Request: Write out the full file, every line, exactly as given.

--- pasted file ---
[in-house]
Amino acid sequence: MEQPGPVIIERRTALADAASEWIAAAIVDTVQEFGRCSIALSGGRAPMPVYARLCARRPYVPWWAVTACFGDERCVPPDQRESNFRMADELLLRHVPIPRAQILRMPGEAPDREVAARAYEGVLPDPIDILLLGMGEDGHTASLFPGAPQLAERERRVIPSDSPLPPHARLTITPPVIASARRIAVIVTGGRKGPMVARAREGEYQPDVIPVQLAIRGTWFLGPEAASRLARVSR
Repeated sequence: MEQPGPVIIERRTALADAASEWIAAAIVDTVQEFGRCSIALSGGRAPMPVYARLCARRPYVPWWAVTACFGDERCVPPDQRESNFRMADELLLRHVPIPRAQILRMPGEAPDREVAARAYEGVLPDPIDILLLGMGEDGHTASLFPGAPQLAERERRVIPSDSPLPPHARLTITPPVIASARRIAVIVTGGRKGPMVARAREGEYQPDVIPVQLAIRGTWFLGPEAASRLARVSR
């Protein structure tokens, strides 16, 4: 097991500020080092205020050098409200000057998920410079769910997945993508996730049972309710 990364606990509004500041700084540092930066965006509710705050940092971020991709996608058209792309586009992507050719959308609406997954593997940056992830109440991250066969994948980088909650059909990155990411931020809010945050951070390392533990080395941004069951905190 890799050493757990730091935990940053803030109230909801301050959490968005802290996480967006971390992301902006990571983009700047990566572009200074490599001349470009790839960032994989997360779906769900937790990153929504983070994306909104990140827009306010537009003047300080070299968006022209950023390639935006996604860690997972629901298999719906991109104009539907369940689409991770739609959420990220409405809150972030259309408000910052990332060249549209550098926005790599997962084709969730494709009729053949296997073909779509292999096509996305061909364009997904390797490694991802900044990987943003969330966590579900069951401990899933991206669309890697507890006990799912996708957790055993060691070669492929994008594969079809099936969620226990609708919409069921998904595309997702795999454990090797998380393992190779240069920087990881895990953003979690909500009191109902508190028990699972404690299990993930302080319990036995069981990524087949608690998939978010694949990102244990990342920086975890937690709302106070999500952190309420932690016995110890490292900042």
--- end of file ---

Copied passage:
[in-house]
Amino acid sequence: MEQPGPVIIERRTALADAASEWIAAAIVDTVQEFGRCSIALSGGRAPMPVYARLCARRPYVPWWAVTACFGDERCVPPDQRESNFRMADELLLRHVPIPRAQILRMPGEAPDREVAARAYEGVLPDPIDILLLGMGEDGHTASLFPGAPQLAERERRVIPSDSPLPPHARLTITPPVIASARRIAVIVTGGRKGPMVARAREGEYQPDVIPVQLAIRGTWFLGPEAASRLARVSR
Repeated sequence: MEQPGPVIIERRTALADAASEWIAAAIVDTVQEFGRCSIALSGGRAPMPVYARLCARRPYVPWWAVTACFGDERCVPPDQRESNFRMADELLLRHVPIPRAQILRMPGEAPDREVAARAYEGVLPDPIDILLLGMGEDGHTASLFPGAPQLAERERRVIPSDSPLPPHARLTITPPVIASARRIAVIVTGGRKGPMVARAREGEYQPDVIPVQLAIRGTWFLGPEAASRLARVSR
């Protein structure tokens, strides 16, 4: 097991500020080092205020050098409200000057998920410079769910997945993508996730049972309710 990364606990509004500041700084540092930066965006509710705050940092971020991709996608058209792309586009992507050719959308609406997954593997940056992830109440991250066969994948980088909650059909990155990411931020809010945050951070390392533990080395941004069951905190 890799050493757990730091935990940053803030109230909801301050959490968005802290996480967006971390992301902006990571983009700047990566572009200074490599001349470009790839960032994989997360779906769900937790990153929504983070994306909104990140827009306010537009003047300080070299968006022209950023390639935006996604860690997972629901298999719906991109104009539907369940689409991770739609959420990220409405809150972030259309408000910052990332060249549209550098926005790599997962084709969730494709009729053949296997073909779509292999096509996305061909364009997904390797490694991802900044990987943003969330966590579900069951401990899933991206669309890697507890006990799912996708957790055993060691070669492929994008594969079809099936969620226990609708919409069921998904595309997702795999454990090797998380393992190779240069920087990881895990953003979690909500009191109902508190028990699972404690299990993930302080319990036995069981990524087949608690998939978010694949990102244990990342920086975890937690709302106070999500952190309420932690016995110890490292900042």